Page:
C Development for SpiNNaker

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This guide is intended to help you set up your development environment so that you can write C code and compile binaries to be run on SpiNNaker.

To set up your development environment:

  1. Install Development Dependencies
  2. Install Spinnaker Tools
  3. Optional: Install spinn_common Library (for additional utility, mathematical and efficiency library functions)
  4. Optional: Install SpiNNFrontEndCommon Library (for front-end development support)
  5. Optional: Install ybug (for command-line debugging)

Once you’ve got a working development environment:

Install Development Dependencies

Primarily, you will need to install a C compiler that is compatible with SpiNNaker. At present, we recommend using gcc for this. Instructions for installing this on your system are below, depending on which platform you are using, as well as instructions for installing Perl, which is used by the development tools to modify the generated binaries to run on SpiNNaker:

Development Dependencies for 64-bit Ubuntu

  1. Install 32-bit libc sudo apt-get install libc6-i386
  2. Install perl and dependencies sudo apt-get install perl perl-tk libterm-readline-gnu-perl
  3. Follow the instructions for the Linux C Compiler

Development Dependencies for 64-bit Fedora

  1. Install 32-bit libc sudo dnf install glibc.i686
  2. Install perl and dependencies sudo dnf install perl perl-Tk perl-Term-ReadLine-Gnu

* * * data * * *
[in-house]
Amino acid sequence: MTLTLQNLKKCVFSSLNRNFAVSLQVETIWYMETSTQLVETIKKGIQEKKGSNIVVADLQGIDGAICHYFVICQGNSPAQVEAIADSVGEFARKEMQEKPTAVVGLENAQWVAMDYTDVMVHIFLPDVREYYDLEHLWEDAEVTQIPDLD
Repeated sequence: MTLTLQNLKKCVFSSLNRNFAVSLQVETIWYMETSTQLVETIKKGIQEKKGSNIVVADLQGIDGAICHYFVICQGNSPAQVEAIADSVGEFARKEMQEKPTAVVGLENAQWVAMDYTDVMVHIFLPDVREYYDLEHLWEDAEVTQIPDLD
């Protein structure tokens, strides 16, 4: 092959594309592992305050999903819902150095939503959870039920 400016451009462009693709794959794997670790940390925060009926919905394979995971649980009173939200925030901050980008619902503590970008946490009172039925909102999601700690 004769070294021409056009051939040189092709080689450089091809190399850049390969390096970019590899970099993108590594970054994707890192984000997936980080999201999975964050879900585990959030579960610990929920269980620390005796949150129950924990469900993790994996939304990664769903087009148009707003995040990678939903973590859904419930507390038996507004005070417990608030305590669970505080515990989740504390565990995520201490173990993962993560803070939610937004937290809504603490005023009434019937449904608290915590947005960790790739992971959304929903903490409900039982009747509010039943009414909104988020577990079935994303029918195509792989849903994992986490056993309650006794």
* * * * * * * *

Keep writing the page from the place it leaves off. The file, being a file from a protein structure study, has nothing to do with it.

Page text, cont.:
3. Follow the instructions for the Linux C Compiler

Development Dependencies for 32-bit Ubuntu

  1. Install perl and dependencies sudo apt-get install perl perl-tk libterm-readline-gnu-perl
  2. Follow the instructions for the Linux C Compiler

Development Dependencies for 32-bit Fedora

  1. Install perl and dependencies sudo dnf install perl perl-Tk perl-Term-ReadLine-Gnu
  2. Follow the instructions for the Linux C Compiler

Linux C Compiler

  1. Download CodeSourcery GCC ARM EABI Compiler
  2. Extract the downloaded archive to the location of your choice
  3. Add the “bin” directory within the installed location to the PATH enviroment variable in .profile in your home directory e.g. append the following: export PATH=$PATH:<install-location>/bin
    where <install-location> is the place where you extracted the file.

Development Dependencies for Mac OS X

  1. Install the arm-none-eabi toolchain sudo port install arm-none-eabi-gcc
  2. Install perl and dependencies sudo port install perl5 p5-tk p5-term-readline-gnu
  3. Optional: Install Xcode and all its development tools from here NOTE: take into account your Mac version.

Development Dependencies for Windows

  1. Download the prepackaged MinGW Environment
  2. Extract the downloaded archive to the location of your choice
  3. Create a shortcut to MinGW/msys/1.0/msys.bat and add it to your start menu

You can now use the msys.bat to start up an environment from in which you can compile C code for SpiNNaker.

SpiNNakerTools Installation

  1. Download the current version of SpiNNaker Tools as a zip or as a tar.gz
  2. Extract the archive to the location of your choice.
  3. Create an environment variable SPINN_DIRS that points at the location of the extracted archive (note that in Windows, this should be the MinGW Posix path e.g. if you have extracted the archive to C:\SpiNNaker-Tools\, you should set the environment variable to /c/SpiNNaker-Tools).